As we discussed in the beginning of the paper, a battery of household decisions critically depend on households' uncertainty about their future income. We revisit one such question, the optimal quantity of consumption and precautionary saving over the life cycle, as an example that illustrates how household decisions under the semiparametric estimate of income uncertainty introduced in this paper differ from those derived using the preexisting income uncertainty estimates.
The canonical Rational-Expectations Life Cycle/Permanent-Income Hypothesis (RE-LCPIH) predicts that rational consumers should allocate consumption over the life cycle in such a way as to maximize lifetime utility, which in turn implies a monotonic consumption profile over the life cycle. However, since Thurow (1969), many empirical studies have documented a hump-shaped pattern of life cycle consumption. In light of this apparent inconsistency, a large volume of literature has added various features to the standard RE-LCPIH model to account for a hump-shaped consumption profile.14
We focus on one of the main factors raised to explain the hump-shaped consumption profile--precautionary saving--for it directly speaks to the effect of income uncertainty. Nagatani (1972) first suggested that precautionary saving would reduce consumption early in the life cycle, and Skinner (1988) and Feigenbaum (2008a) have fleshed out how the growth rate of mean consumption from one period to the next increases with income uncertainty. Consequently, if income uncertainty decreases over the life cycle, this will lead to a concave consumption profile. It has been shown extensively that, in partial-equilibrium models calibrated against the measures of uncertainty described in Section 2, precautionary motives can induce a sizable hump (see for example, Carroll and Summers (1991); Hubbard, Skinner, and Zeldes (1994); Carroll (1997); Gourinchas and Parker (2002); and Feigenbaum (2008b)).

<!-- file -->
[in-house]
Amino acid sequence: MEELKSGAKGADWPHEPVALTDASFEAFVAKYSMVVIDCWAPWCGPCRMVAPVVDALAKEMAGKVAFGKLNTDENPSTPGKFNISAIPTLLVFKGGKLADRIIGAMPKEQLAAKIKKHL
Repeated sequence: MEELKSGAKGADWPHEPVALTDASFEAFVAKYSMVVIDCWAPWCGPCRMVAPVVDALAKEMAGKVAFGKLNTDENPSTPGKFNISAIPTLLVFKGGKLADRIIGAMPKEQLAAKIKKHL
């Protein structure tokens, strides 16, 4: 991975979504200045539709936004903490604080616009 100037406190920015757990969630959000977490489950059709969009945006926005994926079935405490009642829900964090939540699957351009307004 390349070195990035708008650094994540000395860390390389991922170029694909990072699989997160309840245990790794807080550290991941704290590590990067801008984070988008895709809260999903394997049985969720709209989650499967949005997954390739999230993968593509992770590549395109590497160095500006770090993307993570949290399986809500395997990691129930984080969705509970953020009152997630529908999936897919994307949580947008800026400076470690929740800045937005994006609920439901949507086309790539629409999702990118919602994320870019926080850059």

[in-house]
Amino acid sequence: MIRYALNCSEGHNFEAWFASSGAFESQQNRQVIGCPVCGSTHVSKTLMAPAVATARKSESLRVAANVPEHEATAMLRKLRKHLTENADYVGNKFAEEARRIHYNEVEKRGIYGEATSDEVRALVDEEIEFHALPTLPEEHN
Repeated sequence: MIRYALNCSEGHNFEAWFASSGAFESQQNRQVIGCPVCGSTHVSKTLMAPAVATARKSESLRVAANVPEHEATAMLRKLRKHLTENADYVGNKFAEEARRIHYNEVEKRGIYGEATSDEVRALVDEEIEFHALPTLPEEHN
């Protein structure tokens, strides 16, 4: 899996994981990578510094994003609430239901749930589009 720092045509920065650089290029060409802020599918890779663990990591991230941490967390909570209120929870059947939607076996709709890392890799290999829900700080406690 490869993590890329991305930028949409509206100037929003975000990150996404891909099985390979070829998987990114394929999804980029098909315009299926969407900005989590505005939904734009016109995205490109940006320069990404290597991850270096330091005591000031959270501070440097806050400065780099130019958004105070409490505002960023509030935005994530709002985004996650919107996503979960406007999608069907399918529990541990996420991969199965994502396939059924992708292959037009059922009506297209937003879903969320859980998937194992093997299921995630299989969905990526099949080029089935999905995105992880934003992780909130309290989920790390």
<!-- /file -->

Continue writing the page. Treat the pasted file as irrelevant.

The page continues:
However, it is not likely that precautionary saving single-handedly causes the hump, for other factors, such as leisure and consumption substitution (Heckman (1974); and Becker and Ghez (1975); and Bullard and Feigenbaum (2007)) or time-varying mortality risk (Feigenbaum (2008c) and Hansen and Imrohoroglu (2008)), can also account for the hump. This insight imposes a challenge to the existing parametric estimates of income uncertainty as the models calibrated with these estimates often yield a consumption hump that is larger than observed in data. We introduce